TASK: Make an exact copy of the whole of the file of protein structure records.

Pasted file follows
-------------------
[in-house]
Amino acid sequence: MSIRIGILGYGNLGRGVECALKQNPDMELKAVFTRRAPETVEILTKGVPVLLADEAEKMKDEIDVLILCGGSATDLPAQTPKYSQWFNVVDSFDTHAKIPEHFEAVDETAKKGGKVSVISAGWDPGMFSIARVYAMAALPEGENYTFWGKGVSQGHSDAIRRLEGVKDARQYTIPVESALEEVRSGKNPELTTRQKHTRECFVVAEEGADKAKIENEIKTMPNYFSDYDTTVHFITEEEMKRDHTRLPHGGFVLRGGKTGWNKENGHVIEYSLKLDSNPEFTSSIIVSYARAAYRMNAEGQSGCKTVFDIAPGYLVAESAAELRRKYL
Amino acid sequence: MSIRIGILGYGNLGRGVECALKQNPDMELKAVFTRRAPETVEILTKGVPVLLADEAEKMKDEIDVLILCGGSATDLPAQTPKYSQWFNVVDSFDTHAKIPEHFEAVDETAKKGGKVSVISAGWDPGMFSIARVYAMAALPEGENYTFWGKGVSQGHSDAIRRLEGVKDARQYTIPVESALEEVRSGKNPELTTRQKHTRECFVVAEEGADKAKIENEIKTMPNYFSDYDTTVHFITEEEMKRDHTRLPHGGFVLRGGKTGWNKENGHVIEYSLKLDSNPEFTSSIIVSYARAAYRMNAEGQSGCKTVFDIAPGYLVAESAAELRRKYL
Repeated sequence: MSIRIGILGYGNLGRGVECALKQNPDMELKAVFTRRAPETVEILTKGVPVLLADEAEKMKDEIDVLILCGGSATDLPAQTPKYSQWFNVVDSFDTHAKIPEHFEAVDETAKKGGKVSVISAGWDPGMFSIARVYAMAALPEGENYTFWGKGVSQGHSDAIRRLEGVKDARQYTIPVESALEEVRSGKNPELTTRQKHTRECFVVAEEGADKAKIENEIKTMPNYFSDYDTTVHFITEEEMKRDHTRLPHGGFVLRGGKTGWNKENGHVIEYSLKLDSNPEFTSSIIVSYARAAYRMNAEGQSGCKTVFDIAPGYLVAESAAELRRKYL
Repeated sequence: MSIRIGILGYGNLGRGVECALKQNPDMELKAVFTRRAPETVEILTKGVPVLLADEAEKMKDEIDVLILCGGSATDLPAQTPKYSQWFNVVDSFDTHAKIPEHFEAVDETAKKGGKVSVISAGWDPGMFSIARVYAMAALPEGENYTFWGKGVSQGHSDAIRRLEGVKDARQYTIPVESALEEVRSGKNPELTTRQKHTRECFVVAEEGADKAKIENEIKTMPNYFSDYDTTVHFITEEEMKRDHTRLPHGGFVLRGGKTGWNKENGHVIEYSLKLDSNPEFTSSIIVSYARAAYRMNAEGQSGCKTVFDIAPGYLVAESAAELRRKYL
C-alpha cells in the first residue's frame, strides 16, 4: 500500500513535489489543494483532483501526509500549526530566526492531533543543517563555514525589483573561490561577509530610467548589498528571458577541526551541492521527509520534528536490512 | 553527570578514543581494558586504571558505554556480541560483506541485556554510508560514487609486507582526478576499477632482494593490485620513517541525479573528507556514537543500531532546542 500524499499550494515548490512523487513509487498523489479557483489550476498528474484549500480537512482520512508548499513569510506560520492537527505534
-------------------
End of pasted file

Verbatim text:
[in-house]
Amino acid sequence: MSIRIGILGYGNLGRGVECALKQNPDMELKAVFTRRAPETVEILTKGVPVLLADEAEKMKDEIDVLILCGGSATDLPAQTPKYSQWFNVVDSFDTHAKIPEHFEAVDETAKKGGKVSVISAGWDPGMFSIARVYAMAALPEGENYTFWGKGVSQGHSDAIRRLEGVKDARQYTIPVESALEEVRSGKNPELTTRQKHTRECFVVAEEGADKAKIENEIKTMPNYFSDYDTTVHFITEEEMKRDHTRLPHGGFVLRGGKTGWNKENGHVIEYSLKLDSNPEFTSSIIVSYARAAYRMNAEGQSGCKTVFDIAPGYLVAESAAELRRKYL
Amino acid sequence: MSIRIGILGYGNLGRGVECALKQNPDMELKAVFTRRAPETVEILTKGVPVLLADEAEKMKDEIDVLILCGGSATDLPAQTPKYSQWFNVVDSFDTHAKIPEHFEAVDETAKKGGKVSVISAGWDPGMFSIARVYAMAALPEGENYTFWGKGVSQGHSDAIRRLEGVKDARQYTIPVESALEEVRSGKNPELTTRQKHTRECFVVAEEGADKAKIENEIKTMPNYFSDYDTTVHFITEEEMKRDHTRLPHGGFVLRGGKTGWNKENGHVIEYSLKLDSNPEFTSSIIVSYARAAYRMNAEGQSGCKTVFDIAPGYLVAESAAELRRKYL
Repeated sequence: MSIRIGILGYGNLGRGVECALKQNPDMELKAVFTRRAPETVEILTKGVPVLLADEAEKMKDEIDVLILCGGSATDLPAQTPKYSQWFNVVDSFDTHAKIPEHFEAVDETAKKGGKVSVISAGWDPGMFSIARVYAMAALPEGENYTFWGKGVSQGHSDAIRRLEGVKDARQYTIPVESALEEVRSGKNPELTTRQKHTRECFVVAEEGADKAKIENEIKTMPNYFSDYDTTVHFITEEEMKRDHTRLPHGGFVLRGGKTGWNKENGHVIEYSLKLDSNPEFTSSIIVSYARAAYRMNAEGQSGCKTVFDIAPGYLVAESAAELRRKYL
Repeated sequence: MSIRIGILGYGNLGRGVECALKQNPDMELKAVFTRRAPETVEILTKGVPVLLADEAEKMKDEIDVLILCGGSATDLPAQTPKYSQWFNVVDSFDTHAKIPEHFEAVDETAKKGGKVSVISAGWDPGMFSIARVYAMAALPEGENYTFWGKGVSQGHSDAIRRLEGVKDARQYTIPVESALEEVRSGKNPELTTRQKHTRECFVVAEEGADKAKIENEIKTMPNYFSDYDTTVHFITEEEMKRDHTRLPHGGFVLRGGKTGWNKENGHVIEYSLKLDSNPEFTSSIIVSYARAAYRMNAEGQSGCKTVFDIAPGYLVAESAAELRRKYL
C-alpha cells in the first residue's frame, strides 16, 4: 500500500513535489489543494483532483501526509500549526530566526492531533543543517563555514525589483573561490561577509530610467548589498528571458577541526551541492521527509520534528536490512 | 553527570578514543581494558586504571558505554556480541560483506541485556554510508560514487609486507582526478576499477632482494593490485620513517541525479573528507556514537543500531532546542 500524499499550494515548490512523487513509487498523489479557483489550476498528474484549500480537512482520512508548499513569510506560520492537527505534